What can I do where the four-week rule has been triggered?
If you have received an offer of suitable alternative employment before your old job terminates, and the new job is due to start within four weeks of the old one ending, you may negotiate either a new start date which begins more than four weeks after the termination of your old job or an earlier termination date. From a practical point of view, it would be sensible, where possible, to seek to negotiate an early termination date that coincides with a period of school closure (e.g. 1 August or 24 December).
Furthermore, you are entitled to a four-week trial period (not to be confused with the four-week rule) to assess the suitability of a new job, where it differs wholly or partly from your previous employment, without losing your entitlement to redundancy pay.
What if I agree to a trial period, but decide the new job is not for me?
If you believe your new job to be ‘unsuitable’ you may give your employer notice to terminate your contract during the trial period. If your employer agrees that the new job is unsuitable, you will be treated as having been dismissed on the date on which your employment under the previous contract ended. The reason for dismissal is then treated as the reason for which you were originally dismissed (i.e. redundancy) and your right to a redundancy payment will be preserved. Entitlement to redundancy pay will be lost only if the new job is suitable and you act unreasonably in refusing it.
From a practical point of view it may be sensible if you wish to undergo a trial period to inform your employer in writing about any doubts you have as to the suitability of the new job. This may avoid any conflict later on as to the reasonableness or otherwise of your refusal to continue in employment under the new contract.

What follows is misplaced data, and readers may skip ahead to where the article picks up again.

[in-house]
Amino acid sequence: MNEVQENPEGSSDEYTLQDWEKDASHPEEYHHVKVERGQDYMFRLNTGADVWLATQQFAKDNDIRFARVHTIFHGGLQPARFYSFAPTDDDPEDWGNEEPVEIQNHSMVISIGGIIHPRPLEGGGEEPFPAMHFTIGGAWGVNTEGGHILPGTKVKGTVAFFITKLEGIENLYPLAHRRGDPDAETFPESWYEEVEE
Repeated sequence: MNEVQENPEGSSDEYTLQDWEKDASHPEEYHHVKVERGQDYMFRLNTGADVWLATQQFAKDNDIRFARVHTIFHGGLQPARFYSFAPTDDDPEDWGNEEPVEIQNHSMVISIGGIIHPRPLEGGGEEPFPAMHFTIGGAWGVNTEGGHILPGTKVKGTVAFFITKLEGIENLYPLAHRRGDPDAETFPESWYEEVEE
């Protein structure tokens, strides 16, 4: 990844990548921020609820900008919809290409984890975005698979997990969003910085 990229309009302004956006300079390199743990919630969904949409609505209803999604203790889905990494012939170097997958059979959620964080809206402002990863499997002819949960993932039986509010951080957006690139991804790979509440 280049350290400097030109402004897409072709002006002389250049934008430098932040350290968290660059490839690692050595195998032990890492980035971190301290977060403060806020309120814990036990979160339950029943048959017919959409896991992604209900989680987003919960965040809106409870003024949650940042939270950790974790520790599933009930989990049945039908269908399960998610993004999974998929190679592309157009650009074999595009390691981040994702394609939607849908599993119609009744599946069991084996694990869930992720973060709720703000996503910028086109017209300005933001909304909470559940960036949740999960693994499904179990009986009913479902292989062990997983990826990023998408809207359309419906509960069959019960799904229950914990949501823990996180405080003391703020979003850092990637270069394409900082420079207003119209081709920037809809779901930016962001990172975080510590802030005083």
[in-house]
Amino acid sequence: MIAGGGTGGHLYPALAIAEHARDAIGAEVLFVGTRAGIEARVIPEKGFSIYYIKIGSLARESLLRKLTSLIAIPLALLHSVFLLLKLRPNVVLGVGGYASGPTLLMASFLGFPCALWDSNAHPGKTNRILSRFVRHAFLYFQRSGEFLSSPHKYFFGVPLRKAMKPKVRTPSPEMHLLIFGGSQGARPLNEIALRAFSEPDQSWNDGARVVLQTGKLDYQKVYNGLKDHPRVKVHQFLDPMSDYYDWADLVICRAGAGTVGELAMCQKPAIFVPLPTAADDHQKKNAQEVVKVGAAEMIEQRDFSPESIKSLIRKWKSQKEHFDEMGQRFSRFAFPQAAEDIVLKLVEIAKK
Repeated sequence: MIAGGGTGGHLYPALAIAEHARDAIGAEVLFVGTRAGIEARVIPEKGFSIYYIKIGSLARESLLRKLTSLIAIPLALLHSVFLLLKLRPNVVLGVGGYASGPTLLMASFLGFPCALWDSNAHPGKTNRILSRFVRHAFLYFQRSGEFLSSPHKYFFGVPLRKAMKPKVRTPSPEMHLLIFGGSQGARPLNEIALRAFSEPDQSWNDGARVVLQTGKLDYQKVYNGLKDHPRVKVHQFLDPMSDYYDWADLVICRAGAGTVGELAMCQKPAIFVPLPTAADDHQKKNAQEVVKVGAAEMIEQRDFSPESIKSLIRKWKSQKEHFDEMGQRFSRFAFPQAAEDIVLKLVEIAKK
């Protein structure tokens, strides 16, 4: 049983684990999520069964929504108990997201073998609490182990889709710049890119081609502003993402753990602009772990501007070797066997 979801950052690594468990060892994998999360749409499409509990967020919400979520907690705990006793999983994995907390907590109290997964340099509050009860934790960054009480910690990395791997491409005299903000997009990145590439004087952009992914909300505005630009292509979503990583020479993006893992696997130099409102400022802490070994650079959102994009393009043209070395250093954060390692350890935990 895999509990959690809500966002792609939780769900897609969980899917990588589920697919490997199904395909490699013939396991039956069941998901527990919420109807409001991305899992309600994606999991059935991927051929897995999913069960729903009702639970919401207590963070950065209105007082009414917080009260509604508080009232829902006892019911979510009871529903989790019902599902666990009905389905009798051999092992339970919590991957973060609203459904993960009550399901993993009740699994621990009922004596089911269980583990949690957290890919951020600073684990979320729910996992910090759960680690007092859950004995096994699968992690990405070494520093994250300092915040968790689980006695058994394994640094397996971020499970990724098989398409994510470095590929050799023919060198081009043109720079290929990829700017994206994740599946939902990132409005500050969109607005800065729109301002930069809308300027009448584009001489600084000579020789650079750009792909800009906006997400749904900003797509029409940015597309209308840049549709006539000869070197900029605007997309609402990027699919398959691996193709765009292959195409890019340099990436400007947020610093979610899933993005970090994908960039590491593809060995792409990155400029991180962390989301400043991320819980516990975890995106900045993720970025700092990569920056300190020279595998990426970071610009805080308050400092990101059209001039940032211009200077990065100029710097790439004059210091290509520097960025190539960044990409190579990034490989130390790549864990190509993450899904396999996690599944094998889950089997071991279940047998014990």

What amounts to ‘reasonable’ grounds for refusing suitable alternative employment?
It will depend on the particular facts in each case, but matters which the courts have said may give rise to a reasonable refusal include a perceived loss of status; a longer travelling time to work; different skill requirements; and apparently reasonable hours which prevent you from meeting childcare obligations.
What if I want the new job on offer, but am unsure about its suitability?
As indicated above, you are entitled to a four-week trial period to assess the job’s suitability, but only if the terms and conditions of your new contract of employment differ from the previous contract.
The trial period will normally end four weeks after employment under the new contract begins, unless a longer trial has been agreed. In this context, four weeks means four consecutive calendar weeks.
Can I extend my trial period?
An agreement to extend the trial period can be negotiated, but it must:
- be made between you and your employer before you start work under the new contract
- be in writing
- specify the date on which the trial period ends, and
- specify the terms and conditions of employment which will apply to you after the end of the trial period.